Meanwhile, it seems that  Bruce Carson and Ms. McPherson have all but vanished from the campaign radar screen. Some might say this is because neither of them have done anything that would finally land them in jail. But still, what does their May-September affair — and its involvement with H2O Pro — say about the real nature of the allegedly pristine Harper Government? Isn’t this just the same old insider sleaze that the Harper Conservatives so often complained so self-righteously about before 2006? And if they aren’t really offering something that’s different in this respect, what are they offering — that most Canadians really care about?

UPDATE MARCH 25, 12:30 PM ET: Assuming all goes according to schedule in the Canadian House of Commons, the Harper Government will fall one hour from now, and we will be on our way to a spring election at last. Randall Palmer at Reuters has an interesting article on the broader picture: “Harper to push for elusive majority.” Our own resident Ontario historian Randall White believes that, whatever else, the coming election will have some practical benefits for the country. See his “Canadian federal election 2011 is its own economic action plan!

2:22 PM ET: Just under an hour later than indicated above, the Harper Government has been defeated, 156–145,  on a “Contempt of Parliament” motion of non-confidence, for the first time in Canadian history (and perhaps even in some wider history of parliamentary democracy?).  Now  “PM to visit Governor-General Saturday morning” (ie tomorrow) — after which the exact date of the election (probably May 2, 2011?) will be announced.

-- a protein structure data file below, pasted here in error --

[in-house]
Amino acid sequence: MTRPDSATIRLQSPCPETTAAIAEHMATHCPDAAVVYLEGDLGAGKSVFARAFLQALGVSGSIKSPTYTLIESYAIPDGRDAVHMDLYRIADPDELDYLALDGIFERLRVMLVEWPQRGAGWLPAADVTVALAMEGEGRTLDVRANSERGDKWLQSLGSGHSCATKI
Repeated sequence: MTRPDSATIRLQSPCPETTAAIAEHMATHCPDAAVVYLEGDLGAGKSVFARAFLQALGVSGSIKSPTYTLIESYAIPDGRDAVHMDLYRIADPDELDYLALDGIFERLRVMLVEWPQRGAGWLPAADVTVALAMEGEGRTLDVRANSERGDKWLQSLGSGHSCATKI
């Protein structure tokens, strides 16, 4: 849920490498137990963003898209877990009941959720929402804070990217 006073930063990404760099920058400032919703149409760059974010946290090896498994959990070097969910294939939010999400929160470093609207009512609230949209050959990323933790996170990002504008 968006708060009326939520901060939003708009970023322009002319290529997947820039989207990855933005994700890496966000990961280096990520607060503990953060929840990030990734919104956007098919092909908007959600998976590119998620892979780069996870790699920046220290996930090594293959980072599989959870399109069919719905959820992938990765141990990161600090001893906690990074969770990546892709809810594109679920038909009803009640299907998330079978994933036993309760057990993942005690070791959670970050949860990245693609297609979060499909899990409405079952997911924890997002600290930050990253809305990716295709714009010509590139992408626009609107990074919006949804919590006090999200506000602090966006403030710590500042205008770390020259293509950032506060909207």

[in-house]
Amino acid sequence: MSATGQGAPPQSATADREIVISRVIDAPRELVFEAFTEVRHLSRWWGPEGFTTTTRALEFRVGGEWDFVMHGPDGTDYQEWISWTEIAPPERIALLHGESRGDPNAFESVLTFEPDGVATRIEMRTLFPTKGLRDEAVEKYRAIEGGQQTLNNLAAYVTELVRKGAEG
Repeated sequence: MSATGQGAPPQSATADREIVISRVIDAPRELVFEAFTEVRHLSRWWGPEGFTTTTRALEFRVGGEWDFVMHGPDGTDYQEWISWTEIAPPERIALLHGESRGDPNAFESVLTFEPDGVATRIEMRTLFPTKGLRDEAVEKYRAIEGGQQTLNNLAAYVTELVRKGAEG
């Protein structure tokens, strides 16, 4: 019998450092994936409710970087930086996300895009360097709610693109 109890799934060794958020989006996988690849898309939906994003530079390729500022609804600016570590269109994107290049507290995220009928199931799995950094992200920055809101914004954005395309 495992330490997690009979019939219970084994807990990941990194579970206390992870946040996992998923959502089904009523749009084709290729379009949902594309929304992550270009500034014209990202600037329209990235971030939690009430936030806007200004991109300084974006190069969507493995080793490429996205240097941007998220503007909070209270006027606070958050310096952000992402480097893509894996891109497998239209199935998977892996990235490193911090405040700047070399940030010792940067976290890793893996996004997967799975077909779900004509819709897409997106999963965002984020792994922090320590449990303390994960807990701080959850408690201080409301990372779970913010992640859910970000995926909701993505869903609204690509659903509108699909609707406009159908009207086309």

UPDATE MARCH 23: The plot has thickened definitively at last. See our “Is there any hope for a PM Ignatieff “supported either formally or informally by the NDP”?

UPDATE MARCH 22, 9 AM ET: Some prospects of serious last-minute hi-jinks have now been raised. See our Citizen X on “Will Jack Layton’s New Democrats really back Harper Government budget and stop spring election?

UPDATE MARCH 21, 1 PM ET: The Canadian Press has reported: “A Commons committee has passed a report recommending the Harper government be found in contempt of Parliament … The move could trigger a non-confidence motion and a spring election … The document is to be tabled in the House of Commons today and a formal vote is likely Thursday — although the government could try to delay it … The 12-page report concludes the government is in contempt over its refusal to fully disclose the cost of its tough-on-crime agenda, corporate tax cuts and plans to purchase stealth fighter jets … No government has ever been cited for contempt before … The committee is separately considering a possible contempt citation against International Co-operation Minister Bev Oda for misleading Parliament.”

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  1. […] Carson era fidanzato col la bellissima e  formosa Michele McPherson ,una ex escort […]